Likewise, we see random people spying on Jay throughout the film. At one point after a jolt comes from a basketball hitting her bathroom window it is revealed that a neighborhood boy is watching her. While some may question why fixate on such minute aspects of the film, I argue why not? Mitchell shows us these aspects not once or twice, but multiple times. Why give these minuscule moments weight by showing them if they mean nothing to the plot? These random, underdeveloped aspects of It Follows feels clumsy and ultimately sucks the terror created by the atmosphere out of the film making the last shot of It Follows not only predictable, but obvious.

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Easily the most distinct and intriguing aspect of the film is the remarkable soundtrack. Composed by Disaterpeace, the score possesses the ability to captivate you within the first few minutes of the film and hold that allure until the end. Mitchell’s impressive camerawork similarly entraps viewers as it darts back and forth between creepy stationary moments filled with blinding soft lighting to flowing motion that captures odd figures in the background through slightly off-kilter framing. These aspects together create an atmosphere that alone is worth experiencing. Unfortunately, this ambiance isn’t enough to carry the fright and terror needed to make It Follows a truly impressive gem nor match the likes of the horror films that Mitchell is obviously influenced by.

It Follows rides on the backs of John Carpenter, George A. Romero, and Ti West among many others. While the film definitely shows its teeth and what Mitchell is capable of, it also demonstrates that Mitchell has quite a way to go before creating something truly compelling in the horror genre, if that’s even his desire. Yet, audiences and critics seem smitten by It Follows and I can’t fathom why. Are we as horror fans so starved for the next great horror movie that we will herald anything that remotely favors the classics despite being incoherent and vaguely intense? Or, am I just a hard to please horror purist easily underwhelmed by advantageous attempts? I’m still trying to figure out.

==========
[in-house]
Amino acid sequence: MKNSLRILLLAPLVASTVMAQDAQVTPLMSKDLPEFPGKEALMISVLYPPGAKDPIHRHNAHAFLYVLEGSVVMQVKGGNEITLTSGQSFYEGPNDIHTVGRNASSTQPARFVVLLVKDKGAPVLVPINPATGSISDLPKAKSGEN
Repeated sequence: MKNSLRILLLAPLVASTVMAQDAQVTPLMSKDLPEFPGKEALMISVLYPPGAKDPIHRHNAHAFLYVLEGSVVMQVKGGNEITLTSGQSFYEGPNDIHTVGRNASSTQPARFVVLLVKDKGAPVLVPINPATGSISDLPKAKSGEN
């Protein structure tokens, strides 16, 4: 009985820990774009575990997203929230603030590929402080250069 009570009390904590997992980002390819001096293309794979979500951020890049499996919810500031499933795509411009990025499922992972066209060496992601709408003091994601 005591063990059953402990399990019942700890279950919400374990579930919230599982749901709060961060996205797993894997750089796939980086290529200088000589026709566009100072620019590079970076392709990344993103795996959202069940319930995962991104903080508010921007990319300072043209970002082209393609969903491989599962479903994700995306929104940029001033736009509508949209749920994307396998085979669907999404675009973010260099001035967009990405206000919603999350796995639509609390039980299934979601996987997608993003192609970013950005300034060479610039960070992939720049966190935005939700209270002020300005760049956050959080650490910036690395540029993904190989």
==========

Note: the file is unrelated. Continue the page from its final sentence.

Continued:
TOSS UP. I recommend this with reservations. As a horror fan, I was highly disappointed and underwhelmed, but it’s a beautifully shot film that deserves at least  one watch.

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4 Comments leave one →
  1. April 6, 2015 9:36 PM

    Terrifying and smart, but never seeming like it’s trying too hard. Nice review.

  2. April 7, 2015 11:11 AM

    It was a bit light on the horror at times, but the atmosphere and soundtrack were definitely memorable. There are scenes where there’s absolutely nothing happening in the shot and it is still extremely uneasy. It really reminded me of the Ring with better music.

    I like the idea of “it” but understand your confusion of the hype over the finished product.

  3. Alethia permalink
    April 13, 2015 5:20 PM

    Just watched Sinister after reading an equal number of negative and positive reviews. I thought of you and what you might think of it. Off to rewatch the original Texas Chainsaw Massacre and think of the days when movies made me sleep with the lights on for months.

    • April 13, 2015 7:53 PM

      I wanted to like that movie but just couldn’t get behind it. It had a great atmosphere but they focused more on the family drama than the scares. I need to research the original Texas Chainsaw Massacre! I remember being terrified when I first watched that and I was like 16 watching that in day light lol